A 72-year-old obese retired nurse, with hypertensive heart disease and ESRD was referred to our ICU for extensive cellulitis of the left leg leading to septic shock. For invasive blood pressure monitoring, we put a right femoral arterial catheter (7 Fr, Certofix mono, B Braun) uneventfully under USG guidance. However, the patient recovered from septic shock within 3 days. Her haemoglobin, prothrombin time and platelet counts came to normal limits. Decision was made to remove the femoral catheter. After 2 days of removal of catheter, patient complained of right thigh pain. On palpation, some indurations were felt. A bedside lower limb USG showed a large haematoma anterior to common femoral artery, approximately 120-ml volume. A lower limb computed tomography angiogram [Figure 2] showed a pseudoaneurysm from right femoral artery via catheter tract with haematoma. It was treated conservatively by USG-guided compression repair under follow-up of vascular surgeons. With treatment, the pseudoaneurysm reduced in size and no communication with femoral artery was detected.
Figure 2: Computed tomography angiography of femoral vessels of patient 2 showing 1) common femoral artery. 2) dye leak through catheter track, and 3) pseudoaneurysm

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   Comments Top

In our 1 st case, the onset of septic shock and haemoglobin drop drew our attention that the apparently benign looking concealed haematoma might be the source of sepsis. ESRD patients, due to impaired host immunity are predisposed to hospital-acquired infections. [3],[4] The dialysis procedure also might increase the risk of bacteremia via contamination of dialysate or equipment/ dialyzer reuse, and water treatment. [3],[4] This case highlights that a haematoma may be a source of sepsis and septic shock in addition to other pathways described by Jaber. [4]

Regarding our 2 nd case, iatrogenic femoral pseudoaneurysm via the catheter track following femoral arterial catheter removal is very rare in reporting. Heparinization during haemodialysis, obesity, advanced age, and concurrent anticoagulant treatment for deep vein thrombosis prophylaxis may be important risk factors in our case. It is seen that ESRD patients are prone to bleed even with normal coagulation profile and platelets. [5]

Probably the haematomas were precipitated due to femoral venous wall breach by wide bore (12 Fr) dialysis catheter or force of blood flow of femoral artery in presence of narrow (7 Fr) breach in arterial wall. Dysfunctional Von Willebrand factor leading to unrecognised vascular shear, uremic toxins and Prostacyclin I2 leading to platelet aggregation dysfunction in ESRD can be the possible mechanisms. [5]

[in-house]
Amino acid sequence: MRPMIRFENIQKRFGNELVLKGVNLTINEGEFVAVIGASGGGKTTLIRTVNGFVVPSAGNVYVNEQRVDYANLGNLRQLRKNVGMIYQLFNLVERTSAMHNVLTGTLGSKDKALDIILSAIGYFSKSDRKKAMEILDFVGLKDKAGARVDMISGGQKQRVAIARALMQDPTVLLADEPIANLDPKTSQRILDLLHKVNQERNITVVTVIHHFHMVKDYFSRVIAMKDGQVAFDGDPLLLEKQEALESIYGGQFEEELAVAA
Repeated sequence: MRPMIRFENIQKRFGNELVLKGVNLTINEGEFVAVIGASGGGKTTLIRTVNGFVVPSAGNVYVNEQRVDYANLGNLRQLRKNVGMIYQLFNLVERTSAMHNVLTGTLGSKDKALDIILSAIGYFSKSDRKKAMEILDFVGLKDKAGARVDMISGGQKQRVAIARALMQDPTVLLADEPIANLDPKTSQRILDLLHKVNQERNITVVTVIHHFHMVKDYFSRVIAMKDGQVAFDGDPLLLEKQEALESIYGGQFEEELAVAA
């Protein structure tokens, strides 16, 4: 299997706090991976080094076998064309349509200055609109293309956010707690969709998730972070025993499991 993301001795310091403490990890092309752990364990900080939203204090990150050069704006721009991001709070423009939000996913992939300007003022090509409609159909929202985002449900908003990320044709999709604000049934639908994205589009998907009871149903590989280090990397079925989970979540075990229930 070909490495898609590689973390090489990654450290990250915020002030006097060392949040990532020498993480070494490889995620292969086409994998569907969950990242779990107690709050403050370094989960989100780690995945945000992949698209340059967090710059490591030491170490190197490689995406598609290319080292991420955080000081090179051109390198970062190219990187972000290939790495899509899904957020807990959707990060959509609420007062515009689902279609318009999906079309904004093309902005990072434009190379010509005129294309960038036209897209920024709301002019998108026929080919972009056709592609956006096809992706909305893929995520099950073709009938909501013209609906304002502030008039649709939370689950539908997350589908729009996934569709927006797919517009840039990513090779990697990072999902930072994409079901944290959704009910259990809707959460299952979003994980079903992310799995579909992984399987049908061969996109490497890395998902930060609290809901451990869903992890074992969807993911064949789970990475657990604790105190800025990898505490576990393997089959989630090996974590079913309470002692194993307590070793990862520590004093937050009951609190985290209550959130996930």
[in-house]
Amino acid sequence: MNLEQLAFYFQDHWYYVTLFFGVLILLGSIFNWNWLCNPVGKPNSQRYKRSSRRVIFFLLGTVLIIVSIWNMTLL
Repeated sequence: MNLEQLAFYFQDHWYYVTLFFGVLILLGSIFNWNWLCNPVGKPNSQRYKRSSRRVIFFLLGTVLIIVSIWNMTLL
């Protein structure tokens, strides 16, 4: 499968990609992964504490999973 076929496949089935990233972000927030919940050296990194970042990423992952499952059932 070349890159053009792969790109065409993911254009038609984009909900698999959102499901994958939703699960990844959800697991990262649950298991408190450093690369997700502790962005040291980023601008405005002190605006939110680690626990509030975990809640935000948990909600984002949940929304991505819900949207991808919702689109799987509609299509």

Both our cases are unique in the sense that we should be aware that catheter related complications can also occur at the time of removal in susceptible patients like patients with ESRD. Clinical examination of the site is essential and if required bedside USG and Doppler should be performed for early detection and management of life-threatening complications.

   References Top

1.Prabhu MV, Juneja D, Gopal PB, Sathyanarayanan M, Subhramanyam S, Gandhe S, et al. Ultrasound-guided femoral dialysis access placement: A single-center randomized trial. Clin J Am Soc Nephrol 2010;5:235-9.  Back to cited text no. 1
2.Hind D, Calvert N, McWilliams R, Davidson A, Paisley S, Beverley C, et al. Ultrasonic locating devices for central venous cannulation: Meta-analysis. BMJ 2003;327:361.  Back to cited text no. 2
3.Katneni R, Hedayati SS. Central venous catheter-related bacteremia in chronic hemodialysis patients: Epidemiology and evidence based management. Nat Clin Pract Nephrol 2007;3:256-66.  Back to cited text no. 3
4.Jaber BL. Bacterial infections in hemodialysis patients: Pathogenesis and prevention. Kidney Int 2005;67:2508-19.  Back to cited text no. 4
5.Hedges SJ, Dehoney SB, Hooper JS, Amanzadeh J, Busti AJ. Evidence-based treatment recommendations for uremic bleeding. Nat Clin Pract Nephrol 2007;3:138-53.  Back to cited text no. 5


  [Figure 1], [Figure 2]